No, I did not spell “Exile On Main Street” wrong, when it comes to my favourite Stones album, I choose “Their Satanic Majesties Request” (1967), the Rolling Stones short foray into psychedelia. Now, “Majesty” is not considered, by most, to be the best Stones album. They will say “Exile” or “Let It Bleed” or “Sticky Fingers” which are all quintessential Rolling Stones albums. However, Majesty is just a personal favourite: the production is on point, it’s the Stones at their most experimental before they solidified the ‘stones sound’, and Brian Jones was still in the band.
People argue that because of its psychedelic leanings that it was a rip off of the Beatles, who had just released their seminal, Sgt. Peppers album only months before. Coincidentally, on the album cover a Shirley Temple doll on the right is wearing a “Welcome The Rolling Stones” T-shirt. The motivation for doing so, was meant in as act of comradery with their fellow musicians. However, one wonders if this was a dare or a call to “best this”, as it were. So, it naturally follows: was “Majesty” a ‘hold my drink moment’ for the Stones against the Beatles (or hold my hash pipe as it were)? The Stones in turn featured the Beatles members heads (hidden in the bushes) of Majesty. Who knows, the bands motivations for the inclusion, it could be classic British cheekiness. Maybe it was them trying to out best each other in the psychedelic arena? However, it could be argued that even amongst the bands themselves there was a sense of competition.
However, it is dismissive to think that “Their Majesties” stands in the shadows of The Beatles. I don’t think it sounds like a Beatles album. One could argue that the whole psychedelic aesthetic was coming in from all directions as a social (sonic) movement. Although, there are hippy group sing-a-longs, and some orchestration, as in the opener “Sing This All Together” and the vaudevillian closer “On With Show”, I don’t think it should be considered a wannabe Beatles album.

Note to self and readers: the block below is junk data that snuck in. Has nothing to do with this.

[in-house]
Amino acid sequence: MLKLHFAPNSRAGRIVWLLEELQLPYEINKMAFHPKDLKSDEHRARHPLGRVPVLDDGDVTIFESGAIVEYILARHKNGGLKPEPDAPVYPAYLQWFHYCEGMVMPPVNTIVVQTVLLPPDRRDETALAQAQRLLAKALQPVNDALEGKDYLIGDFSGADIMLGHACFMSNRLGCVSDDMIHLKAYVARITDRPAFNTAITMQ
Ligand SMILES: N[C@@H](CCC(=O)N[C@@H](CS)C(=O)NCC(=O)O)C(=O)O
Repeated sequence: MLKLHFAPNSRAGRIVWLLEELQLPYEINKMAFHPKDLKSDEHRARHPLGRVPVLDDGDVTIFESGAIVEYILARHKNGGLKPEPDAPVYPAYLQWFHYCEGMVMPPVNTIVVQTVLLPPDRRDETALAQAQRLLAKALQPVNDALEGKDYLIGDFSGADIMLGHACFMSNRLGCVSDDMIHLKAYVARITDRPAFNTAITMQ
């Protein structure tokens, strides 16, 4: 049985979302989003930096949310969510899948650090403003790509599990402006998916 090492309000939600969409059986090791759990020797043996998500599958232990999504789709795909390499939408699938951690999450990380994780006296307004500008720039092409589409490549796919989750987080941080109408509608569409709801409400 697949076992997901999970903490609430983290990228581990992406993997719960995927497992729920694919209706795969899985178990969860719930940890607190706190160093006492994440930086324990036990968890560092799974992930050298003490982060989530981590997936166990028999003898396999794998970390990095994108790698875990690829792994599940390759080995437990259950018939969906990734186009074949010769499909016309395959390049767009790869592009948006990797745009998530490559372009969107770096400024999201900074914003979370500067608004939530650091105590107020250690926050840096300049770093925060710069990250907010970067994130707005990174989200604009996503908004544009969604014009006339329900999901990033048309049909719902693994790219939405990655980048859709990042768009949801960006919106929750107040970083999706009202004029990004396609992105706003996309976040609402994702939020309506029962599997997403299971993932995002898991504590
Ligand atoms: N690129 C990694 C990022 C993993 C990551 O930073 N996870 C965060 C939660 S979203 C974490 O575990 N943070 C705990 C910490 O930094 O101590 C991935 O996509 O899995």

For instance, the second song, “Citadel” might be one of the Stones’ finest sounding moments: the guitars rattle, the drum compression pops, mellotrons whirl. Bill Wyman’s crimson & clovered “In Another Land” is a nice slice of pop. “2000 Man” sounds like the 70’s Stones in the 60’s with its odd timed drums and asks the questions: “could this be the Rolling Stones from the future?” Also, the psy-fi fantasy of “2000 Light Years From Home”, is there any other Rolling Stones song as haunting? It sounds more like a saucerful of Floyd more than a “Strawberry Field” even at the latters most sinister. Then there is “She’s A Rainbow”, which does seem very unlike Rolling Stones with more flounce than “Lady Jane”. I would argue that this song takes liberal doses from the band Love and their backcatalogue. Not only in the direct lift of the phrase, “She Comes In Colors” a song by Love which came out a year before on Da Capo (1966), but elements from other Love songs as well (the percussion, the latin trumpets). So, its not just the Beatles that the Stones may have borrowed from arguably. Indeed, even from their bluesy origins The Stones have borrowed from many bands and musicians, except maybe Brian Jones (he was an original).
Lastly, “The Lantern” is one of the best Stone’s song, honest and minimal with a really nice trumpet arrangement. Is it the Stone’s “Crystal Ship?” Maybe. Needless to say I had to include it as a soft landing for the end of the last Cottage Country Mix.
“The Lantern” appears on Cottage Country Vol. 23: